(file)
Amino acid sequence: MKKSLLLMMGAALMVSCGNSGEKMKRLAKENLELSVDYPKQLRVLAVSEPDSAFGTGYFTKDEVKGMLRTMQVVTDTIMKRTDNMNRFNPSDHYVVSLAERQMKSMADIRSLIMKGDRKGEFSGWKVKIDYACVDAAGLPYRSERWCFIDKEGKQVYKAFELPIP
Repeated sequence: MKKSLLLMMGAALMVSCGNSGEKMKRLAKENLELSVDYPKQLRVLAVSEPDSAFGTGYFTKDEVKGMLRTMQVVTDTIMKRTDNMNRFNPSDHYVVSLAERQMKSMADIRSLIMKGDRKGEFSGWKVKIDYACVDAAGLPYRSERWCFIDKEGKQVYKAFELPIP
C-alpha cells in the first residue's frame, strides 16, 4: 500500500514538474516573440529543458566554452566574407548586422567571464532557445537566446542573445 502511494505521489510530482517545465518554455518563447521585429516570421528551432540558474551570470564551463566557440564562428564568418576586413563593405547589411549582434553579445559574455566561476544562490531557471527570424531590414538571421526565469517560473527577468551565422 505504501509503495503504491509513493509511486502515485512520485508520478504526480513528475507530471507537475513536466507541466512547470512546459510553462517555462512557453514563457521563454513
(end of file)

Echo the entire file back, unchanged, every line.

Amino acid sequence: MKKSLLLMMGAALMVSCGNSGEKMKRLAKENLELSVDYPKQLRVLAVSEPDSAFGTGYFTKDEVKGMLRTMQVVTDTIMKRTDNMNRFNPSDHYVVSLAERQMKSMADIRSLIMKGDRKGEFSGWKVKIDYACVDAAGLPYRSERWCFIDKEGKQVYKAFELPIP
Repeated sequence: MKKSLLLMMGAALMVSCGNSGEKMKRLAKENLELSVDYPKQLRVLAVSEPDSAFGTGYFTKDEVKGMLRTMQVVTDTIMKRTDNMNRFNPSDHYVVSLAERQMKSMADIRSLIMKGDRKGEFSGWKVKIDYACVDAAGLPYRSERWCFIDKEGKQVYKAFELPIP
C-alpha cells in the first residue's frame, strides 16, 4: 500500500514538474516573440529543458566554452566574407548586422567571464532557445537566446542573445 502511494505521489510530482517545465518554455518563447521585429516570421528551432540558474551570470564551463566557440564562428564568418576586413563593405547589411549582434553579445559574455566561476544562490531557471527570424531590414538571421526565469517560473527577468551565422 505504501509503495503504491509513493509511486502515485512520485508520478504526480513528475507530471507537475513536466507541466512547470512546459510553462517555462512557453514563457521563454513